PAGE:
Two years ago, Saddam ordered creation of the “Jerusalem (al Quds) army,” quickly claiming it numbered millions of volunteers dedicated to liberating Jerusalem from Israeli occupation. In fact, the aim of this new militia was to replace the “Popular army,” which had disintegrated in 1991, when many of its members took part in the widespread Shiite rebellion against the regime. The Popular army and its successor Jerusalem army were actually militarized structures designed to contain and control increasingly rebellious Iraqi youth. These “armies” also conveniently absorbed discarded military officers, keeping them at a safe distance from sensitive army positions and the centers of decision-making.

Informed observers predicted the Iraqi army would be compelled to fight a U.S. and British attack. Nevertheless, even the presence of “security” forces aiming guns at their backs could not stop mass desertions, nearly on a scale of 1991, when the Iraqi army was better trained, better armed and with higher morale.

Underlying these predictions is the open distrust between the military high command and lower echelons, particularly fighting units. The Iraqi leadership has created multiple intelligence units within the armed forces to spy on each other, and ban coordination or any direct contact among brigade commanders, fearing conspiracy against the regime.

On the other hand, defecting Iraqi officers regularly praise the courage and nationalism of the regular army and revolutionary guards who might play a decisive role in changing the regime in Baghdad if officers decide to turn against Saddam. Opposition leaders believe such a possibility is very remote, however, since Saddam’s tribesmen control all key positions in the armed forces and would abort any attempt to stage a coup. Moreover, Iraqi opposition parties themselves are fractious and weak, with minimal influence over the Iraqi military.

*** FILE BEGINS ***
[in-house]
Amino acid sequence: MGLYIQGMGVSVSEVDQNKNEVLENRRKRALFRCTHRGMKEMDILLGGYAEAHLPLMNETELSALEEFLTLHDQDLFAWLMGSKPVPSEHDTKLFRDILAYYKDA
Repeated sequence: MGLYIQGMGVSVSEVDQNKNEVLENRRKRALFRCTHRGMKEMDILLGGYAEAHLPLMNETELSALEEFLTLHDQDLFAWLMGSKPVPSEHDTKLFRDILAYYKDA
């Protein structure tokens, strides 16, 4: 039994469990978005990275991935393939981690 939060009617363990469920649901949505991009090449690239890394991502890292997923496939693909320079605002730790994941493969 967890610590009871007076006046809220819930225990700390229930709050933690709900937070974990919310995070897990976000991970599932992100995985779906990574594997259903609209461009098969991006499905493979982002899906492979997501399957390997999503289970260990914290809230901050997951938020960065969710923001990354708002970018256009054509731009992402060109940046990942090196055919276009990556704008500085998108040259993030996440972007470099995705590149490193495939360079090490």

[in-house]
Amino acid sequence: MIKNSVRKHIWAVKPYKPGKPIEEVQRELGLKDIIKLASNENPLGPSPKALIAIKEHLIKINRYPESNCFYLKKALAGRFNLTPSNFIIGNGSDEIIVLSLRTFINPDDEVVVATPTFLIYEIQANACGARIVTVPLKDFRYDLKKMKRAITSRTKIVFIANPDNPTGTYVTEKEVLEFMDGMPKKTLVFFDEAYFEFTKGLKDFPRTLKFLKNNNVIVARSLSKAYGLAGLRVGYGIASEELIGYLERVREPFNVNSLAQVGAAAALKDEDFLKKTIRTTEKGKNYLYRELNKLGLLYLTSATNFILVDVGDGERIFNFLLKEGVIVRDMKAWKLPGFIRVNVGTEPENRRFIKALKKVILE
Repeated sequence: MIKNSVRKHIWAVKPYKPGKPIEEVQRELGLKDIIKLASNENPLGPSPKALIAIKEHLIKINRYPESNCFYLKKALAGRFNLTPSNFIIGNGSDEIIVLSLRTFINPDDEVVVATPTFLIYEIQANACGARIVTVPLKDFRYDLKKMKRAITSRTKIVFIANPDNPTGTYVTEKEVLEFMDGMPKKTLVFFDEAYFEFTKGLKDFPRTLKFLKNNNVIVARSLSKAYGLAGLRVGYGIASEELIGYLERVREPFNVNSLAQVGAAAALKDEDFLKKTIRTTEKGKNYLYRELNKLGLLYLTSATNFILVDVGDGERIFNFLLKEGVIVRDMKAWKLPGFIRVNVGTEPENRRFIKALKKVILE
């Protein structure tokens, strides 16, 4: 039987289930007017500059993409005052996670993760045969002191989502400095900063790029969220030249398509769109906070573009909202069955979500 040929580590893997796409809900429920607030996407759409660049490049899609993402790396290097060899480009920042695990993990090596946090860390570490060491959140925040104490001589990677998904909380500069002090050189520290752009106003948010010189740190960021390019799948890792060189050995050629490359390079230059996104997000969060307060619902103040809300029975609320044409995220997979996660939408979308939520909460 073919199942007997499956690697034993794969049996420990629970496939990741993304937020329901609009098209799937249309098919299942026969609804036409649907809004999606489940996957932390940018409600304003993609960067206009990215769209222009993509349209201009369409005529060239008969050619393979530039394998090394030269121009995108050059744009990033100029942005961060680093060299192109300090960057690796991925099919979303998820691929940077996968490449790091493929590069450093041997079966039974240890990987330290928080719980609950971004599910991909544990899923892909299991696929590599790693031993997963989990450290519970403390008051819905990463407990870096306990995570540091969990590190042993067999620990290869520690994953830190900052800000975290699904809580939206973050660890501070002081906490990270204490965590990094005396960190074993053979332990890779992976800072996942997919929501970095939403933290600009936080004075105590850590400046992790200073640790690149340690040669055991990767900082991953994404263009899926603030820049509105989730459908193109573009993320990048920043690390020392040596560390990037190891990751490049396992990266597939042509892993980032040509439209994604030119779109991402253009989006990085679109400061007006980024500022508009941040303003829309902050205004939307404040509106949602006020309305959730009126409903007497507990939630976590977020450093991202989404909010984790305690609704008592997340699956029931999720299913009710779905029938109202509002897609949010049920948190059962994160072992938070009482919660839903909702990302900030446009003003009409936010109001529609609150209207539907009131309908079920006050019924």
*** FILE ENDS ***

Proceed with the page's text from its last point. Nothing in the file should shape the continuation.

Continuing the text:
The Iraqi armed forces have become a gravely weakened, sycophantic tool in Saddam’s hands and lack a figure capable of winning the respect of the people. A significant accomplishment in post-Saddam Iraq, fundamental to ongoing stability, will be return of an army dedicated to supporting legitimate government and a peaceful society.

Hussain Hindawi is a native Iraqi historian, humanitarian, and journalist who currently serves as editor of United Press International’s Arabic News Service. John R. Thomson has been involved in the Middle East since 1966 as businessman, diplomat, and journalist. He has lived in Beirut, Cairo, and Riyadh, and reported extensively during and after the 1967 Six Day War, and the 1990-91 Gulf War.